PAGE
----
The Godfather Wars | vanityfair.com
The Godfather Wars In many ways, the men who made The Godfather—director Francis Ford Coppola, producer Al Ruddy, Paramount executives Robert Evans and Peter Bart, and Gulf & Western boss Charles Bluhdorn—were as ruthless as the gangsters in Mario Puzo’s blockbuster. After violent disputes over the casting of Marlon Brando and Al Pacino, they tangled with the real-life Mob, which didn’t want the movie made at all. The author recalls how the clash of Hollywood sharks, Mafia kingpins, and cinematic geniuses shaped a Hollywood masterpiece. Plus: Video, more photos, and the late-breaking story of how a Jersey family mentored the cast.
The author recalls how the clash of Hollywood sharks, Mafia kingpins, and cinematic geniuses shaped a Hollywood masterpiece.Hulu, a Victim of Its Own Success? | Epicenter | Wired.com
Hulu, the online TV service launched two years ago by Fox and NBC, has enjoyed incredible success with viewers — too much, it may turn out. Two weeks
this explains the "dumb logic" by old farts at hulu ... a little. this will go on for a while until they realize this is not 1999 any more. until then - i'm not into sunny myself, but ... i became so spoiled by on-line TV ... i'd simply stop watching lost if it wasn't available on-line. real life IS more fun pipl!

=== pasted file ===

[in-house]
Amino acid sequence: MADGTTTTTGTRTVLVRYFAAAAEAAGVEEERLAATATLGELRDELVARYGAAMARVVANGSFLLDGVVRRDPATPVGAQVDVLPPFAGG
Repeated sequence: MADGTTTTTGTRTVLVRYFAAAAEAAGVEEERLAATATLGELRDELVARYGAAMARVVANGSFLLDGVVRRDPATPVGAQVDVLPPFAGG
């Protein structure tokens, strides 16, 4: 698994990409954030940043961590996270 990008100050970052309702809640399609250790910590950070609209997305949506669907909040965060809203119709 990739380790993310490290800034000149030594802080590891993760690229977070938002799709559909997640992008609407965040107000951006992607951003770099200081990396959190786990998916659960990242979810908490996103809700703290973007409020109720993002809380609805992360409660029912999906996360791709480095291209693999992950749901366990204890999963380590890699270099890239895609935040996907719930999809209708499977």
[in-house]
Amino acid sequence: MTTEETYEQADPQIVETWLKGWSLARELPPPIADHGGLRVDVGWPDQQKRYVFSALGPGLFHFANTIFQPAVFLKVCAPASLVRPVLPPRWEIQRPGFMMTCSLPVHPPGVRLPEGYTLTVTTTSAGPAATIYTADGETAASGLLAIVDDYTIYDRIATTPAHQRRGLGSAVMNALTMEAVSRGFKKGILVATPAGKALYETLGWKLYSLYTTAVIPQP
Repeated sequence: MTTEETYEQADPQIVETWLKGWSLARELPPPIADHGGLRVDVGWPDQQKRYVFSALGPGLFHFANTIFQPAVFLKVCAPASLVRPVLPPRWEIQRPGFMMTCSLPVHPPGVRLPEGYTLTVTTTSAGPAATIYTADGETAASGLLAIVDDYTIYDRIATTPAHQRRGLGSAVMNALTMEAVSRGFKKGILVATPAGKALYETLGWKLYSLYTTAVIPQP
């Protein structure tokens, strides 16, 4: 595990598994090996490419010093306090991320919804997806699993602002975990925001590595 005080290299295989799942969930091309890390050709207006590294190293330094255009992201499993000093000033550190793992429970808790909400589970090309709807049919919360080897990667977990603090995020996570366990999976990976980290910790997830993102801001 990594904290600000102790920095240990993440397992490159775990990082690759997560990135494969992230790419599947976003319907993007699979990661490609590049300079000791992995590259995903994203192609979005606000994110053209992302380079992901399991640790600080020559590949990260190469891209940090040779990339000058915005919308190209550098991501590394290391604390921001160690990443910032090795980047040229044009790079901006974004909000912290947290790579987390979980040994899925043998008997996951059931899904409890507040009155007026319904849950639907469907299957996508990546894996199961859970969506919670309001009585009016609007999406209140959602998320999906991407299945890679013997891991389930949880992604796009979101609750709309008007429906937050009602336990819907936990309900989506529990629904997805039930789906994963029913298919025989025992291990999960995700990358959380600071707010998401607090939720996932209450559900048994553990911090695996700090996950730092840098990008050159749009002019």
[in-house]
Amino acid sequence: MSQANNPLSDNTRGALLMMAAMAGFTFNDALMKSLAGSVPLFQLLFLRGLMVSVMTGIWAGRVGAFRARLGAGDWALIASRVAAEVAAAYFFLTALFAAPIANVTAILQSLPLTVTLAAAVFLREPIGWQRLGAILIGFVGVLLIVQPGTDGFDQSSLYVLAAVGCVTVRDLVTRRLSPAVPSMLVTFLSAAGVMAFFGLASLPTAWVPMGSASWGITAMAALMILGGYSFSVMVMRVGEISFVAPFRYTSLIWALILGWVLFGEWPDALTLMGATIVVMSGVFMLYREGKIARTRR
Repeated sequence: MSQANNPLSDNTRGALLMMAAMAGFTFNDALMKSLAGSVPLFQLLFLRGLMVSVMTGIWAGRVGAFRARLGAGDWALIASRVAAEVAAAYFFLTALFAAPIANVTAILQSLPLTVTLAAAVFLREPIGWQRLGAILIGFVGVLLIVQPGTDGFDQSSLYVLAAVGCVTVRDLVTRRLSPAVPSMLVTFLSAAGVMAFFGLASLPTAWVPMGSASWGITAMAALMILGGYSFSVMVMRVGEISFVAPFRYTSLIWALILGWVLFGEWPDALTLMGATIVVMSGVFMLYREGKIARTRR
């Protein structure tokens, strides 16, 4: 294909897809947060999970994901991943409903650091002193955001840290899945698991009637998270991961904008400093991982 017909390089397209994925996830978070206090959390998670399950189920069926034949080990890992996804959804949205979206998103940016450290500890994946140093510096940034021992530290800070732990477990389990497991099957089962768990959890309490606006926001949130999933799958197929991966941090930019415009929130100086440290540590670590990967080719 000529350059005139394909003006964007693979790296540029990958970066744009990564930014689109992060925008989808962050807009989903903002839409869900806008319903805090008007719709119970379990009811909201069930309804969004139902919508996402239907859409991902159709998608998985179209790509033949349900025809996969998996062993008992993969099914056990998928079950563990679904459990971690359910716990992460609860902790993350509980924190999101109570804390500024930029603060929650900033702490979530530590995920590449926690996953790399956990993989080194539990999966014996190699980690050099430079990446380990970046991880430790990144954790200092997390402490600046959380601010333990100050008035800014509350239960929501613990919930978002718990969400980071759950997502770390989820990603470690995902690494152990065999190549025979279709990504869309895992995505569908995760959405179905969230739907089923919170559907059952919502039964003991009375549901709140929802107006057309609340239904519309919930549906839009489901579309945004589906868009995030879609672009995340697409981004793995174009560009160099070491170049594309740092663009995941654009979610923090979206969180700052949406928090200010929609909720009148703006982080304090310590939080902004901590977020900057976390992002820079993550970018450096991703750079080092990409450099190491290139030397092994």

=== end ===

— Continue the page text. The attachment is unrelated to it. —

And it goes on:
Interesting read about the adversarial relationship between cable and the internet. Hulu is forced to cut down programming, since it conflicts with the cable companies´ interests.
Frank Rose nails it. A lot of people who are torrent users (who, of course, I, ahem, ahem, ahem, know none of these, ahem, people, ahem, forgive me, gotta frog in my throat) would give up torrent use if they could steadily rely on an instant (non-skipping damn it!) all-access commercial-laden on-demand access to any television show or movie they ever wanted to see. It's where the future lies, but the studios do not want to go there ...